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Thucydides on Aneristus and Nicolaus


Corinthian helmet. British Museum, London (Britain). Photo Marco Prins.
Corinthian helmet (British Museum)
The main result of the Peloponnesian War was that the Persian Empire improved its position in Asia Minor. Several Greek cities that had for half a century been protected by the Delian League, became dependent upon the Great King. No Greek can have been surprised, because the Spartans had already tried to strike a deal with Persia at the beginning of the war. Their ambassadors, however, did not reach the Persian court. The story is told by the Athenian historian Thucydides (History of the Peloponnesian War 2.67; translated by Rex Warner), and was well-known. It is also the latest event told by Herodotus of Halicarnassus.

[2.67] At the end of the summer [of 430] an embassy consisting Aristeus from Corinth, Aneristus, Nicolaus, and Stratodemus from Sparta, Timagoras from Tegea, and a man from Argos called Pollis, who was acting on his private initiative, was on its way to Asia with the object of persuading the King of Persia to provide money and join the war on the Spartan side. First however, they came to [king] Sitalces, the son of Teres, in Thrace, wanting, if possible, to induce him to abandon his alliance with Athens and send an army to relieve Potidaea, which was still being besieged by the Athenian forces. They also wanted to have his help in getting across the Hellespont to their destination in Asia, where they were to meet Pharnaces, the son of Pharnabazus, who was going to send them on into the interior to the King.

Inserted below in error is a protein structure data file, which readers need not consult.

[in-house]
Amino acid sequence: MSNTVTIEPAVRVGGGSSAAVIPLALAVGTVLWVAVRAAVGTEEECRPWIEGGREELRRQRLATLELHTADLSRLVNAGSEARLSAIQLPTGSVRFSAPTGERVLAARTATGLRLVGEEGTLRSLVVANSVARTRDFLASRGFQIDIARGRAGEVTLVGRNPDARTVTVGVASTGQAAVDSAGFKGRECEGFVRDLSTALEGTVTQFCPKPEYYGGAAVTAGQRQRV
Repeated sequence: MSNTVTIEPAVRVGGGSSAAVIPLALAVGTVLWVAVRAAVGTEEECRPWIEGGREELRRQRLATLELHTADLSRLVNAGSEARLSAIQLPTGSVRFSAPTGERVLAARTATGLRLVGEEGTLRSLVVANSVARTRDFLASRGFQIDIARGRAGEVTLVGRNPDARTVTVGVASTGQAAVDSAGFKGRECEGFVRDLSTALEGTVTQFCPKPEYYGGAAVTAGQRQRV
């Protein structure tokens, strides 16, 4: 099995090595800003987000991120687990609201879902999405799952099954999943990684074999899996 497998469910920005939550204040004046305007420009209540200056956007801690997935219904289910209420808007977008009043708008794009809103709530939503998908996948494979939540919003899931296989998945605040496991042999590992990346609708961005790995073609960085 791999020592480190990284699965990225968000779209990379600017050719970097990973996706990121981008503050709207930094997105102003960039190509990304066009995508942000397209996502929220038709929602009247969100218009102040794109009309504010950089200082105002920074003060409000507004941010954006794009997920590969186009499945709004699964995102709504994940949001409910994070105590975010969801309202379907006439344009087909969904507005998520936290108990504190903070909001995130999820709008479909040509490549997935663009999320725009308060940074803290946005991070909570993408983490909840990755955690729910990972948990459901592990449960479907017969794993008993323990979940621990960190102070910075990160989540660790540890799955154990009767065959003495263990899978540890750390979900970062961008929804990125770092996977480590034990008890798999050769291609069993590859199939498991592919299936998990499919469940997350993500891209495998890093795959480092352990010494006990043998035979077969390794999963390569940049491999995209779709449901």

But it happened that there were some Athenian ambassadors with Sitalces: Learchus, the son of Callimachus, and Ameiniades, the son of Philemon. These two suggested to Sitalces' son Sadocus, who had just been made an Athenian citizen, that he should hand the men over to them, and not allow them to cross over to the King of Persia and try to injure the city which Sadocus had chosen for his own. Sadocus agreed, and as they were on their way through Thrace to the ship on which they were going to cross the Hellespont, he had them arrested by some troops which he had sent with Learchus and Ameiniades with instructions to hand over the men to the two Athenians.

They, on receiving the prisoners, brought them to Athens and, as soon as they arrived there, the Athenians, fearing that Aristeus, who even before then appeared to have had the chief hand in all their troubles in Potidaea and in Thrace, might do them more harm still if he escaped, on that same day, without giving them a trial or allowing them to say what they wished to say in their defense, put them all to death and threw their bodies into a pit.

They regarded this action as legitimate retaliation for the way in which the Spartans had been behaving, since they also had killed and thrown into pits all Athenian and allied traders whom they had caught sailing in merchant ships around the Peloponnese. Indeed, at the beginning of the war the Spartans killed as enemies all whom they captured on the sea, whether allies of Athens or neutrals.

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